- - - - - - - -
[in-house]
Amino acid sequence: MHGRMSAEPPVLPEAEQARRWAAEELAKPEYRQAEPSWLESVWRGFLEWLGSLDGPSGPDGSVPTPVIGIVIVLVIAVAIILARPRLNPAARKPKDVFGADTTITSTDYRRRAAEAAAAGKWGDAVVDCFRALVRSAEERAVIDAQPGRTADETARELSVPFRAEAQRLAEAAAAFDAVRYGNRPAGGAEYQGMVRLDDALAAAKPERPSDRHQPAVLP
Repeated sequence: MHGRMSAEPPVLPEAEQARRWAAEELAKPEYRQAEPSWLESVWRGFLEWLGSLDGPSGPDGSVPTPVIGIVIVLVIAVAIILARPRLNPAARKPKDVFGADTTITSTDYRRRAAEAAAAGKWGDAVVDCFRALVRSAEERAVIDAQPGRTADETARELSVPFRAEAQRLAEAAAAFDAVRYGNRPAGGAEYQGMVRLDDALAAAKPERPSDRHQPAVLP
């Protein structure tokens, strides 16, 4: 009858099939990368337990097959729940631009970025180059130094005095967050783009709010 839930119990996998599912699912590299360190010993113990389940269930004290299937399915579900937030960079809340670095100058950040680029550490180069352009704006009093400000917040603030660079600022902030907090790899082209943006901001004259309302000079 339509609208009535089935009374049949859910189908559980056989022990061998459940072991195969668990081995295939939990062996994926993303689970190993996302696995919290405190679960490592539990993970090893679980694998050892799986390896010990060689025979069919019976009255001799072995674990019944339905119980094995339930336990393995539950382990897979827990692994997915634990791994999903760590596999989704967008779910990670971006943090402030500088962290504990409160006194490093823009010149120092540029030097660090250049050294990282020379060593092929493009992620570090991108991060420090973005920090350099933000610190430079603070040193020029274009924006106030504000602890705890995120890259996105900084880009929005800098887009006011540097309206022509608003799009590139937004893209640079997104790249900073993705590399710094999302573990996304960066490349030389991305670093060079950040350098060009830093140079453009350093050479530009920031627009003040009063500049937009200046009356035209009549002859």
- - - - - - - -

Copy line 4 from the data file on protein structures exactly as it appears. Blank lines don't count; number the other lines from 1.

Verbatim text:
């Protein structure tokens, strides 16, 4: 009858099939990368337990097959729940631009970025180059130094005095967050783009709010 839930119990996998599912699912590299360190010993113990389940269930004290299937399915579900937030960079809340670095100058950040680029550490180069352009704006009093400000917040603030660079600022902030907090790899082209943006901001004259309302000079 339509609208009535089935009374049949859910189908559980056989022990061998459940072991195969668990081995295939939990062996994926993303689970190993996302696995919290405190679960490592539990993970090893679980694998050892799986390896010990060689025979069919019976009255001799072995674990019944339905119980094995339930336990393995539950382990897979827990692994997915634990791994999903760590596999989704967008779910990670971006943090402030500088962290504990409160006194490093823009010149120092540029030097660090250049050294990282020379060593092929493009992620570090991108991060420090973005920090350099933000610190430079603070040193020029274009924006106030504000602890705890995120890259996105900084880009929005800098887009006011540097309206022509608003799009590139937004893209640079997104790249900073993705590399710094999302573990996304960066490349030389991305670093060079950040350098060009830093140079453009350093050479530009920031627009003040009063500049937009200046009356035209009549002859």